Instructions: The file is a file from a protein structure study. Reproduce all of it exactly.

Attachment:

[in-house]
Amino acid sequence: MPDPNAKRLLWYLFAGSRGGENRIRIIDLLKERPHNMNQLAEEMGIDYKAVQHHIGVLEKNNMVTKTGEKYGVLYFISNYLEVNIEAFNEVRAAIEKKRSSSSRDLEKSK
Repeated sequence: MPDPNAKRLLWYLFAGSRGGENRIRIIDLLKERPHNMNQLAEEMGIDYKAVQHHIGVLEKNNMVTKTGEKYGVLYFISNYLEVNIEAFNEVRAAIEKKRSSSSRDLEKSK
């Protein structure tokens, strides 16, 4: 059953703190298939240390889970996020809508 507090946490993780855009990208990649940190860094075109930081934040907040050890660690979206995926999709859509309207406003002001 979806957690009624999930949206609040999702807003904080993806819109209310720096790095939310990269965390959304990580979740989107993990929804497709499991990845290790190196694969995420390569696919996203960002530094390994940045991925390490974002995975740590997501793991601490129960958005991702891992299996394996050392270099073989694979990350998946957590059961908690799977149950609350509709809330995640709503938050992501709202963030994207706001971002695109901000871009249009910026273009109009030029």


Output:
[in-house]
Amino acid sequence: MPDPNAKRLLWYLFAGSRGGENRIRIIDLLKERPHNMNQLAEEMGIDYKAVQHHIGVLEKNNMVTKTGEKYGVLYFISNYLEVNIEAFNEVRAAIEKKRSSSSRDLEKSK
Repeated sequence: MPDPNAKRLLWYLFAGSRGGENRIRIIDLLKERPHNMNQLAEEMGIDYKAVQHHIGVLEKNNMVTKTGEKYGVLYFISNYLEVNIEAFNEVRAAIEKKRSSSSRDLEKSK
């Protein structure tokens, strides 16, 4: 059953703190298939240390889970996020809508 507090946490993780855009990208990649940190860094075109930081934040907040050890660690979206995926999709859509309207406003002001 979806957690009624999930949206609040999702807003904080993806819109209310720096790095939310990269965390959304990580979740989107993990929804497709499991990845290790190196694969995420390569696919996203960002530094390994940045991925390490974002995975740590997501793991601490129960958005991702891992299996394996050392270099073989694979990350998946957590059961908690799977149950609350509709809330995640709503938050992501709202963030994207706001971002695109901000871009249009910026273009109009030029």